Did you know you have more control over how much you enjoy a nice bottle of wine apart from just choosing a good label? From storing to pouring, you can influence how your wine tastes. Follow these tips on how to enhance the flavour of your wine.
Temperature plays a vital role in the enjoyment of wine, from the moment the vines are planted all the way to the storage of the wine in your home and of course, the drinking of it. If a wine is stored incorrectly in high temperatures it will age and spoil before you’ve even opened it.
If you serve a red wine that is too warm the flavours will be masked by the alcohol. If you serve a white wine that is too cold, you also won’t be able to taste it properly as the flavours will be muted by the cold. If you have a cheap bottle of white that doesn’t taste very good, make it as cold as possible before serving! For a white wine that you actually want to taste, enhance your drinking experience by leaving the bottle out of the fridge for a short while before serving and conversely, with a red, maybe put it in the fridge for a short time before serving - especially if it’s a warm day!
So many wines are being made to enjoy ‘young’ these days, and so consumers often think there isn’t much need to decant it first. However, all wines will benefit from decanting, even the young ones. Decanting allows more oxygen into the wine from the design of the decanter. Also, the splashing motion when the wine goes from the bottle to the decanter will help to aerate it. Of course, once the wine is exposed to air it will begin the oxidation process, which over a period of time will make your lovely wine turn foul. But if you plan to drink the wine soon after decanting you will not have to worry about this too much. All older red wines should be decanted as a rule. This is because an older wine can throw off sediment as they age. When you decant the wine, don’t tip the entire bottle up, letting the sediment go into the decanter. Pour carefully at an angle so the sediment stays in the bottle but the wine is released. Aged wines may sometimes have a musty character, but this will go away with decanting.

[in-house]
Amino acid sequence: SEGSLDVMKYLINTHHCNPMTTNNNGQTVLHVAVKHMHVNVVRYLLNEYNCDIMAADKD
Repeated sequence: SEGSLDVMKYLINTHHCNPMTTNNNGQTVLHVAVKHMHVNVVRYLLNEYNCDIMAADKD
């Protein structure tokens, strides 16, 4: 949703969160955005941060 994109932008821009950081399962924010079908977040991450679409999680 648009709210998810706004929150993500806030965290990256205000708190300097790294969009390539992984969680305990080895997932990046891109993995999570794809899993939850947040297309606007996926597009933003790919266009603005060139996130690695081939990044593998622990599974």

Pairing food and wine
What is better than enjoying food or wine? Enjoying them together when you get the mix just right. When you match food and wine in the right way, it can enhance the flavour not only of the wine but of the food as well. To find the perfect match, you can keep a chart like this handy in your kitchen. Or you could just remember these two simple rules: white wine matches with light foods such as white meat, salads and fish. Red wine goes well with red meat or a rich casserole. Sparkling wine however, can go with just about anything as it acts as a palate cleanser. If you want to delve deeper, you can look at what makes up a wine and pair that to food. For example, if you have an acidic wine it will go well with fatty or sweet foods. A wine high in tannins will also go well with sweet food.
If in doubt remember one very important rule: this is not a contest between food and wine. One should not overpower the other, so if you are going for a light salad, don’t pair it with a bold red. And if you are going for a heavy, spiced steak don’t pair it with a sauvignon blanc. That is because one flavour will be the clear winner while you don’t taste much of the other one at all - and what is the sense in that? So the next time you are choosing a dish that is heavy or full of flavour, do the same with your wine. And same again for food and wines that have a more delicate taste.
Using the right glasses
Another way to enhance your wine tasting experience is to use the correct glass ware. The flavour of wine can actually be improved by using different drink ware for each type of wine. White wine glasses are smaller and narrower, while red wine glasses are larger with a wide opening. It is possible to get different shaped glassware for all varietals if you don’t have the storage room for that, just red and white glasses are fine. Red wine glasses are wide at the top to allow more air in the glass, which in turn releases the wines aromas and influences the taste. White wine glasses are narrower at the top, which leads the wine to go to the centre of your tongue when sipping it. By doing this, the wine mostly bypasses the sensors on the sides of the tongue, which in turn reduces the acidic flavours.
At Wakefield Wines we have developed a unique, touch activated temperature sensor so you can tell when your wine is at the perfect serving temperature to enjoy. Take the Wakefield Temperature Challenge and see the difference for yourself.